Our study had certain limitations. The major limitation was the small number of study subjects although the sample size was calculated a priori. Another limitation was that only B cell responses were evaluated in patients with sarcoidosis and PTB. It would have been interesting to note the T cell responses and mycobacterial DNA amplification in these patients. Other limitation was the choice of control group. We chose a healthy control group not related to the patients. Inclusion of control group from family members would have reduced bias due to environmental, economic and social conditions, thus leading to a better method group to allow direct comparison for the disease. The strength of the study included the fact that all blood samples were drawn from patients before any specific therapy was started (glucocorticoids in sarcoidosis and anti-tuberculosis drugs in PTB). Finally, the study was based on patients selected from those attending the hospital and thus the results of study might not be applicable to general population.

In conclusion, patients with PTB and sarcoidosis showed evidence of seroreactivity to RD1 antigens. The positive results in patients with pulmonary sarcoidosis but not in PPD+ controls indicate a possible pathogenic role of mycobacterial antigens in sarcoidosis.


   Acknowledgment Top


Some of the work performed by the first author (RA) as a trainee under the NIH/FIC AIDS International Training and Research Program (AITRP) grant TW001409.

 
   References Top

1.Gupta D, Sharma OP. Sarcoidosis. In: Jindal SK, Shankar PS, Raoof S, Gupta D, Aggarwal AN, Agarwal R, editors. Textbook of pulmonary & critical care medicine. 1 st ed. New Delhi: Jaypee Brothers Medical Publishers; 2010. p. 1188-216.  Back to cited text no. 1
    
2.Gupta D, Agarwal R, Aggarwal AN, Jindal SK. Molecular evidence for the role of mycobacteria in sarcoidosis: a meta-analysis. Eur Respir J 2007; 30 : 508-16.   Back to cited text no. 2
    
3.Mootha VK, Agarwal R, Aggarwal AN, Ahmed J, Gupta D, Verma I, et al. The Sarcoid-Tuberculosis Link: evidence from a high TB prevalence country. J Infect 2010; 60 : 501-3.  Back to cited text no. 3
    
4.Kunst H. Diagnosis of latent tuberculosis infection: the potential role of new technologies. Respir Med 2006; 100 : 2098-106.  Back to cited text no. 4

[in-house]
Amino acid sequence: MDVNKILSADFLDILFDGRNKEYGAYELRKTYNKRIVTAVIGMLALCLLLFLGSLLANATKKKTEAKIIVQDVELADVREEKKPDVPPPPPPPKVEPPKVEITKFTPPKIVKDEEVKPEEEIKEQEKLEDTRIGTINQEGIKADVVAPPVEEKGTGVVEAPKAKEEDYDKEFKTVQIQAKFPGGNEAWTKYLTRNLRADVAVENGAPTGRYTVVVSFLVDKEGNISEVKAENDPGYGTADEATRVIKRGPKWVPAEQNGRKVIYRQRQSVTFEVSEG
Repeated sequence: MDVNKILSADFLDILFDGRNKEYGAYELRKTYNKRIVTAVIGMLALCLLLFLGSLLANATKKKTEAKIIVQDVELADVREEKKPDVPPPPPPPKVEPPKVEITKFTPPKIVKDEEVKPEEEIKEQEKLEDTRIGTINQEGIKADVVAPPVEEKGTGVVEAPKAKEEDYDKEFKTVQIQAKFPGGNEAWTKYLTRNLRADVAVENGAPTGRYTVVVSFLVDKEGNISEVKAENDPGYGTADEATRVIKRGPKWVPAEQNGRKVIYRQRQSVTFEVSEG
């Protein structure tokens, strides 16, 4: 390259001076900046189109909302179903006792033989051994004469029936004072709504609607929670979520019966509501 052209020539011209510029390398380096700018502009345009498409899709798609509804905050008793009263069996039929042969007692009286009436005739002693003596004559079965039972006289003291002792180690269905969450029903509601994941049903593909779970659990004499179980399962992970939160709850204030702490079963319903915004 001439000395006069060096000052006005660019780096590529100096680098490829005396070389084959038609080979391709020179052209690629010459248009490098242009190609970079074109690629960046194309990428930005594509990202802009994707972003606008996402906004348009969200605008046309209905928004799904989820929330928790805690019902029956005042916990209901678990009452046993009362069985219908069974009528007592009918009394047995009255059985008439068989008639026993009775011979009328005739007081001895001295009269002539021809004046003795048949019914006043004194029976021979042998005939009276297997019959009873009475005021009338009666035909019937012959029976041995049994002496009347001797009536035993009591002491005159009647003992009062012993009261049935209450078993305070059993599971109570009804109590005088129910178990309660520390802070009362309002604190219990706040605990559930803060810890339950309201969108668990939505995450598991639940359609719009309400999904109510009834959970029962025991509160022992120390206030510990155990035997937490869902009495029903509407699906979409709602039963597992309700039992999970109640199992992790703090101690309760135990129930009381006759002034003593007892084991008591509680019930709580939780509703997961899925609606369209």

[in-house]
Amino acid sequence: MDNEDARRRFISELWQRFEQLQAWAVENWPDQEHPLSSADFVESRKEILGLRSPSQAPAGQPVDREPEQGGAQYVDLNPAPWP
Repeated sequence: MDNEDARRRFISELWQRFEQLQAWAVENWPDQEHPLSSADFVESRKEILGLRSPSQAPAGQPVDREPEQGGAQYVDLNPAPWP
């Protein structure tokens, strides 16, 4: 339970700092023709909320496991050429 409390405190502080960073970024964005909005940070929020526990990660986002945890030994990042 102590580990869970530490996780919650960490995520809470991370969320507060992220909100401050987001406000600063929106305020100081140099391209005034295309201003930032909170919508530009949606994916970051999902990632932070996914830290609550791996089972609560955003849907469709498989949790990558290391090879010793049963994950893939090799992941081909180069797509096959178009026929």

5.Costabel U, Hunninghake GW. ATS/ERS/WASOG statement on sarcoidosis. Sarcoidosis Statement Committee. American Thoracic Society. European Respiratory Society. World Association for Sarcoidosis and Other Granulomatous Disorders. Eur Respir J 1999; 14 : 735-7.  Back to cited text no. 5
    
6.Carlisle J, Evans W, Hajizadeh R, Nadaf M, Shepherd B, Ott RD, et al. Multiple Mycobacterium antigens induce interferon-gamma production from sarcoidosis peripheral blood mononuclear cells. Clin Exp Immunol 2007; 150 : 460-8.  Back to cited text no. 6
    
7.Drake WP, Dhason MS, Nadaf M, Shepherd BE, Vadivelu S, Hajizadeh R, et al. Cellular recognition of Mycobacterium tuberculosis ESAT-6 and KatG peptides in systemic sarcoidosis. Infect Immun 2007; 75 : 527-30.  Back to cited text no. 7
    
8.Dupont WD, Plummer WD, Jr. Power and sample size calculations. A review and computer program. Control Clin Trials 1990; 11 : 116-28.  Back to cited text no. 8
    
9.Inui N, Suda T, Chida K. Use of the QuantiFERON-TB Gold test in Japanese patients with sarcoidosis. Respir Med 2008; 102 : 313-5.  Back to cited text no. 9
    
10.Oswald-Richter KA, Culver DA, Hawkins C, Hajizadeh R, Abraham S, Shepherd BE, et al. Cellular responses to mycobacterial antigens are present in bronchoalveolar lavage fluid used in the diagnosis of sarcoidosis. Infect Immun 2009; 77 : 3740-8.  Back to cited text no. 10
    
11.Horster R, Kirsten D, Gaede KI, Jafari C, Strassburg A, Greinert U, et al. Antimycobacterial immune responses in patients with pulmonary sarcoidosis. Clin Respir J 2009; 3 : 229-38.  Back to cited text no. 11
    
12.Song Z, Marzilli L, Greenlee BM, Chen ES, Silver RF, Askin FB, et al. Mycobacterial catalase-peroxidase is a tissue antigen and target of the adaptive immune response in systemic sarcoidosis. J Exp Med 2005; 201 : 755-67.  Back to cited text no. 12
    
13.Dubaniewicz A, Kampfer S, Singh M. Serum anti-mycobacterial heat shock proteins antibodies in sarcoidosis and tuberculosis. Tuberculosis (Edinb) 2006; 86 : 60-7.  Back to cited text no. 13
    
14.Gupta D, Agarwal R, Aggarwal AN, Verma I. Immune responses to mycobacterial antigens in sarcoidosis: a systematic review. Indian J Chest Dis Allied Sci 2011; 53 : 41-9.  Back to cited text no. 14
    
15.Sarkar S, Saha K, Das CS. Isolated tuberculous liver abscess in a patient with asymptomatic stage I sarcoidosis. Respir Care 2010; 55 : 1751-3.  Back to cited text no. 15